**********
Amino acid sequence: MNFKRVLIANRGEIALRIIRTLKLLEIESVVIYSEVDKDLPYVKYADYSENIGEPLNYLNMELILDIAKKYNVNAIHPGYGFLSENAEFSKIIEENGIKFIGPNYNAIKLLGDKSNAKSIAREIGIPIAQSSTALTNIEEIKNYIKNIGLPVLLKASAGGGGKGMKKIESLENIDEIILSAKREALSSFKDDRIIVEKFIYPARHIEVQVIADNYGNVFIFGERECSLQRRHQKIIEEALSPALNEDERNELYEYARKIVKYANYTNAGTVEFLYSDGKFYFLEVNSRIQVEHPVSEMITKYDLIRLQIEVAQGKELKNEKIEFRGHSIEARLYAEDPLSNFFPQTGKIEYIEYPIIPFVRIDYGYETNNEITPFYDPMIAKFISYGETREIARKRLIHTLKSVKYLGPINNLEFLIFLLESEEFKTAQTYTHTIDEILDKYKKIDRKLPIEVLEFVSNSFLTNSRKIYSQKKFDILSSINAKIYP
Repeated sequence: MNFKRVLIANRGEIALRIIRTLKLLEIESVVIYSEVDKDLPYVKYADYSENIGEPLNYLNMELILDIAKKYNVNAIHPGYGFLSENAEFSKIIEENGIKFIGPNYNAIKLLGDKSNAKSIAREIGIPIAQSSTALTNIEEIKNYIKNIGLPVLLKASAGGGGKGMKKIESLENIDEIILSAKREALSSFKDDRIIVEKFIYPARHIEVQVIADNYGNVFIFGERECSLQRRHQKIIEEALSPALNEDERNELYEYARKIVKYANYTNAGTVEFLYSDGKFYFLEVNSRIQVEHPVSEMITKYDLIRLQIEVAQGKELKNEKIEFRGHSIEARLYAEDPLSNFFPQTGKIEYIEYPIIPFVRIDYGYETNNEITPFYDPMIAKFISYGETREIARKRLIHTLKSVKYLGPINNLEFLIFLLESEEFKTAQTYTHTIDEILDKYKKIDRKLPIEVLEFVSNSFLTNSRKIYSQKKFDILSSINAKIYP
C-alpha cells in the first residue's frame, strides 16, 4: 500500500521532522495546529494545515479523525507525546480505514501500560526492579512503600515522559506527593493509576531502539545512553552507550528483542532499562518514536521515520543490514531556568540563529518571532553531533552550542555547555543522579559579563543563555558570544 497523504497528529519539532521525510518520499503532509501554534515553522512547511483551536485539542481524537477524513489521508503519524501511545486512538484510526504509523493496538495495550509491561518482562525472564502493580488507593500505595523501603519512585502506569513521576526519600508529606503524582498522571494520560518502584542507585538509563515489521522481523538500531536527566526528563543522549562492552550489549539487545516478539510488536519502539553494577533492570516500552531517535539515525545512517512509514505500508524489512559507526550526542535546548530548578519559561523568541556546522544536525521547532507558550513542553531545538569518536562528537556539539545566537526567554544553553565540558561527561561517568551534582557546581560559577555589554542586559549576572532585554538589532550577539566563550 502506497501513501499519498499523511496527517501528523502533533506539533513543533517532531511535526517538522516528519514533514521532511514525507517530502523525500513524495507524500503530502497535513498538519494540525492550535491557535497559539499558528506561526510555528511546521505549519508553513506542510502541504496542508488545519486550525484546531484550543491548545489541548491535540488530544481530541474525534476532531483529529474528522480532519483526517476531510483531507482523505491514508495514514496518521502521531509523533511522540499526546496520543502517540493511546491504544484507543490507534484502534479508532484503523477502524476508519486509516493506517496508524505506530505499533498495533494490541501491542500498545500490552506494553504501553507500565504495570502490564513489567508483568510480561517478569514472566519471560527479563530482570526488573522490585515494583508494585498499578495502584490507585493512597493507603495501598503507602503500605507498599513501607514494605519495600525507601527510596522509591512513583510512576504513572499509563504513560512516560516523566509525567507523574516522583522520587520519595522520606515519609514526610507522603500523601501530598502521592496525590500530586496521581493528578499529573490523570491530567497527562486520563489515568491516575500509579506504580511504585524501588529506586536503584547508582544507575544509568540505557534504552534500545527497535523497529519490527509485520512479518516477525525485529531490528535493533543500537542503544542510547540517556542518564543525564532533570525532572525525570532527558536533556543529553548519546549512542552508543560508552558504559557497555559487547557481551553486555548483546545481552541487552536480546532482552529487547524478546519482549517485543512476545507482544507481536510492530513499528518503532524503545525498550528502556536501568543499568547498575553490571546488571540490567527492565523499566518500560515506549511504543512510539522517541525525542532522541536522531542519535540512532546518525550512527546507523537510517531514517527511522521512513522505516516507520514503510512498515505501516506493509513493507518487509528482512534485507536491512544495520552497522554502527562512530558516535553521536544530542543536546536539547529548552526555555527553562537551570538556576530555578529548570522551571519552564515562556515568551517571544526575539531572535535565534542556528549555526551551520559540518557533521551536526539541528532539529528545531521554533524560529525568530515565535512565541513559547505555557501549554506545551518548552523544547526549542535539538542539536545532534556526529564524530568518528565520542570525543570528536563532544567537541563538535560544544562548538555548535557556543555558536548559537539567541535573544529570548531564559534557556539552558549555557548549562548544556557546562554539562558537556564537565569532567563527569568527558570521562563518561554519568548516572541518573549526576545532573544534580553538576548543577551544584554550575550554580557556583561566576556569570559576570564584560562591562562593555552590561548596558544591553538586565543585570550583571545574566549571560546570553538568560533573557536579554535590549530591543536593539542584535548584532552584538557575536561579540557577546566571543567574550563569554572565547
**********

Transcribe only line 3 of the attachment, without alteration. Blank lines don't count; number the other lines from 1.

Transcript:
C-alpha cells in the first residue's frame, strides 16, 4: 500500500521532522495546529494545515479523525507525546480505514501500560526492579512503600515522559506527593493509576531502539545512553552507550528483542532499562518514536521515520543490514531556568540563529518571532553531533552550542555547555543522579559579563543563555558570544 497523504497528529519539532521525510518520499503532509501554534515553522512547511483551536485539542481524537477524513489521508503519524501511545486512538484510526504509523493496538495495550509491561518482562525472564502493580488507593500505595523501603519512585502506569513521576526519600508529606503524582498522571494520560518502584542507585538509563515489521522481523538500531536527566526528563543522549562492552550489549539487545516478539510488536519502539553494577533492570516500552531517535539515525545512517512509514505500508524489512559507526550526542535546548530548578519559561523568541556546522544536525521547532507558550513542553531545538569518536562528537556539539545566537526567554544553553565540558561527561561517568551534582557546581560559577555589554542586559549576572532585554538589532550577539566563550 502506497501513501499519498499523511496527517501528523502533533506539533513543533517532531511535526517538522516528519514533514521532511514525507517530502523525500513524495507524500503530502497535513498538519494540525492550535491557535497559539499558528506561526510555528511546521505549519508553513506542510502541504496542508488545519486550525484546531484550543491548545489541548491535540488530544481530541474525534476532531483529529474528522480532519483526517476531510483531507482523505491514508495514514496518521502521531509523533511522540499526546496520543502517540493511546491504544484507543490507534484502534479508532484503523477502524476508519486509516493506517496508524505506530505499533498495533494490541501491542500498545500490552506494553504501553507500565504495570502490564513489567508483568510480561517478569514472566519471560527479563530482570526488573522490585515494583508494585498499578495502584490507585493512597493507603495501598503507602503500605507498599513501607514494605519495600525507601527510596522509591512513583510512576504513572499509563504513560512516560516523566509525567507523574516522583522520587520519595522520606515519609514526610507522603500523601501530598502521592496525590500530586496521581493528578499529573490523570491530567497527562486520563489515568491516575500509579506504580511504585524501588529506586536503584547508582544507575544509568540505557534504552534500545527497535523497529519490527509485520512479518516477525525485529531490528535493533543500537542503544542510547540517556542518564543525564532533570525532572525525570532527558536533556543529553548519546549512542552508543560508552558504559557497555559487547557481551553486555548483546545481552541487552536480546532482552529487547524478546519482549517485543512476545507482544507481536510492530513499528518503532524503545525498550528502556536501568543499568547498575553490571546488571540490567527492565523499566518500560515506549511504543512510539522517541525525542532522541536522531542519535540512532546518525550512527546507523537510517531514517527511522521512513522505516516507520514503510512498515505501516506493509513493507518487509528482512534485507536491512544495520552497522554502527562512530558516535553521536544530542543536546536539547529548552526555555527553562537551570538556576530555578529548570522551571519552564515562556515568551517571544526575539531572535535565534542556528549555526551551520559540518557533521551536526539541528532539529528545531521554533524560529525568530515565535512565541513559547505555557501549554506545551518548552523544547526549542535539538542539536545532534556526529564524530568518528565520542570525543570528536563532544567537541563538535560544544562548538555548535557556543555558536548559537539567541535573544529570548531564559534557556539552558549555557548549562548544556557546562554539562558537556564537565569532567563527569568527558570521562563518561554519568548516572541518573549526576545532573544534580553538576548543577551544584554550575550554580557556583561566576556569570559576570564584560562591562562593555552590561548596558544591553538586565543585570550583571545574566549571560546570553538568560533573557536579554535590549530591543536593539542584535548584532552584538557575536561579540557577546566571543567574550563569554572565547